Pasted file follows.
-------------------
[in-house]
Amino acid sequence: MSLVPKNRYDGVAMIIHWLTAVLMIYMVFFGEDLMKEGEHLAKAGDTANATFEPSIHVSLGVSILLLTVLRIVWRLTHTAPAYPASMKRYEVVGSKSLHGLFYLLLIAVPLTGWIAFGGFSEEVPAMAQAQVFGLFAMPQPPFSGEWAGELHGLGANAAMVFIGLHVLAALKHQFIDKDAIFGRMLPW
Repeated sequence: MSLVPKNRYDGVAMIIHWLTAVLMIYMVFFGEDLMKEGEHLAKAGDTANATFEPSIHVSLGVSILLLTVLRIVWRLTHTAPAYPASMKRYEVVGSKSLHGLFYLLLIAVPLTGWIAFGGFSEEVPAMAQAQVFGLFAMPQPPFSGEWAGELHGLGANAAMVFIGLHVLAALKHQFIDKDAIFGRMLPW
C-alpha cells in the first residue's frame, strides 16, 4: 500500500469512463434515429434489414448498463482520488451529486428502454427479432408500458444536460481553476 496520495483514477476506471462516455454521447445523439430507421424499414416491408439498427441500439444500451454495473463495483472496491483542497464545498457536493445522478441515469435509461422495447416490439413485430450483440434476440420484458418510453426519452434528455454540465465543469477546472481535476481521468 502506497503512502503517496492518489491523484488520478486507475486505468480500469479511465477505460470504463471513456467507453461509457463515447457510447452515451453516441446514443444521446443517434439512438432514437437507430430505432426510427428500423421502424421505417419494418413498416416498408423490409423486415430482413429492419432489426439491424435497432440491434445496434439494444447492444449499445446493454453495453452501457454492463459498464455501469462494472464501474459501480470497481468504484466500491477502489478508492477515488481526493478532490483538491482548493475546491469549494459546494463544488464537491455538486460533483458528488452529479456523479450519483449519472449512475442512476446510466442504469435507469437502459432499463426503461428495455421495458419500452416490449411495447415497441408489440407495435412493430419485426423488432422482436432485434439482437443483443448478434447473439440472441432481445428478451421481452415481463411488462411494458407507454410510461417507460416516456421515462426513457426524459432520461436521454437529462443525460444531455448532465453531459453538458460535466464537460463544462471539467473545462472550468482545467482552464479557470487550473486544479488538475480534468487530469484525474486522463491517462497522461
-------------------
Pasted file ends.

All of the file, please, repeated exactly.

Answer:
[in-house]
Amino acid sequence: MSLVPKNRYDGVAMIIHWLTAVLMIYMVFFGEDLMKEGEHLAKAGDTANATFEPSIHVSLGVSILLLTVLRIVWRLTHTAPAYPASMKRYEVVGSKSLHGLFYLLLIAVPLTGWIAFGGFSEEVPAMAQAQVFGLFAMPQPPFSGEWAGELHGLGANAAMVFIGLHVLAALKHQFIDKDAIFGRMLPW
Repeated sequence: MSLVPKNRYDGVAMIIHWLTAVLMIYMVFFGEDLMKEGEHLAKAGDTANATFEPSIHVSLGVSILLLTVLRIVWRLTHTAPAYPASMKRYEVVGSKSLHGLFYLLLIAVPLTGWIAFGGFSEEVPAMAQAQVFGLFAMPQPPFSGEWAGELHGLGANAAMVFIGLHVLAALKHQFIDKDAIFGRMLPW
C-alpha cells in the first residue's frame, strides 16, 4: 500500500469512463434515429434489414448498463482520488451529486428502454427479432408500458444536460481553476 496520495483514477476506471462516455454521447445523439430507421424499414416491408439498427441500439444500451454495473463495483472496491483542497464545498457536493445522478441515469435509461422495447416490439413485430450483440434476440420484458418510453426519452434528455454540465465543469477546472481535476481521468 502506497503512502503517496492518489491523484488520478486507475486505468480500469479511465477505460470504463471513456467507453461509457463515447457510447452515451453516441446514443444521446443517434439512438432514437437507430430505432426510427428500423421502424421505417419494418413498416416498408423490409423486415430482413429492419432489426439491424435497432440491434445496434439494444447492444449499445446493454453495453452501457454492463459498464455501469462494472464501474459501480470497481468504484466500491477502489478508492477515488481526493478532490483538491482548493475546491469549494459546494463544488464537491455538486460533483458528488452529479456523479450519483449519472449512475442512476446510466442504469435507469437502459432499463426503461428495455421495458419500452416490449411495447415497441408489440407495435412493430419485426423488432422482436432485434439482437443483443448478434447473439440472441432481445428478451421481452415481463411488462411494458407507454410510461417507460416516456421515462426513457426524459432520461436521454437529462443525460444531455448532465453531459453538458460535466464537460463544462471539467473545462472550468482545467482552464479557470487550473486544479488538475480534468487530469484525474486522463491517462497522461